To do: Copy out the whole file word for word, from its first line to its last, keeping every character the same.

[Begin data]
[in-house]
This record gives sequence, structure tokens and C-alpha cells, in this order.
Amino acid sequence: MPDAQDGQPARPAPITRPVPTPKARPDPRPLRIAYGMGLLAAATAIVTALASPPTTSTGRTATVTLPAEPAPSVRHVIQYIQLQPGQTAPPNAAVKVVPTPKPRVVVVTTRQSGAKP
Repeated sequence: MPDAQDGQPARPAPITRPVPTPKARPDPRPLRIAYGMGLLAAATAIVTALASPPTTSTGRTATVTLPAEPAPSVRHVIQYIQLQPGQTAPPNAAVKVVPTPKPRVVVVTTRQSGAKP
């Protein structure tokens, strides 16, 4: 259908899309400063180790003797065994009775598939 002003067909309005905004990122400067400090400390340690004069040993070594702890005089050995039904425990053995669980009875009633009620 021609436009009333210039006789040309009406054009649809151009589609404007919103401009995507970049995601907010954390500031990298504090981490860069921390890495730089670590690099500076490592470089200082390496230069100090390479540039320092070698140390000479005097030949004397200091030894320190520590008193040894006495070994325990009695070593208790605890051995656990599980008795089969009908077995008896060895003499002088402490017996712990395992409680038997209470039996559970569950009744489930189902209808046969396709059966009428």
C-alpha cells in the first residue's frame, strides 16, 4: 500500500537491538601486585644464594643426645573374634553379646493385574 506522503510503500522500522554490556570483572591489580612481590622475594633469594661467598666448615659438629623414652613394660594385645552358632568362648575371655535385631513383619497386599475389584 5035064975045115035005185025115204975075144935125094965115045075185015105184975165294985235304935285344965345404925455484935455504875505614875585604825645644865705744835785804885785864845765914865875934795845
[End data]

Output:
[in-house]
This record gives sequence, structure tokens and C-alpha cells, in this order.
Amino acid sequence: MPDAQDGQPARPAPITRPVPTPKARPDPRPLRIAYGMGLLAAATAIVTALASPPTTSTGRTATVTLPAEPAPSVRHVIQYIQLQPGQTAPPNAAVKVVPTPKPRVVVVTTRQSGAKP
Repeated sequence: MPDAQDGQPARPAPITRPVPTPKARPDPRPLRIAYGMGLLAAATAIVTALASPPTTSTGRTATVTLPAEPAPSVRHVIQYIQLQPGQTAPPNAAVKVVPTPKPRVVVVTTRQSGAKP
């Protein structure tokens, strides 16, 4: 259908899309400063180790003797065994009775598939 002003067909309005905004990122400067400090400390340690004069040993070594702890005089050995039904425990053995669980009875009633009620 021609436009009333210039006789040309009406054009649809151009589609404007919103401009995507970049995601907010954390500031990298504090981490860069921390890495730089670590690099500076490592470089200082390496230069100090390479540039320092070698140390000479005097030949004397200091030894320190520590008193040894006495070994325990009695070593208790605890051995656990599980008795089969009908077995008896060895003499002088402490017996712990395992409680038997209470039996559970569950009744489930189902209808046969396709059966009428």
C-alpha cells in the first residue's frame, strides 16, 4: 500500500537491538601486585644464594643426645573374634553379646493385574 506522503510503500522500522554490556570483572591489580612481590622475594633469594661467598666448615659438629623414652613394660594385645552358632568362648575371655535385631513383619497386599475389584 5035064975045115035005185025115204975075144935125094965115045075185015105184975165294985235304935285344965345404925455484935455504875505614875585604825645644865705744835785804885785864845765914865875934795845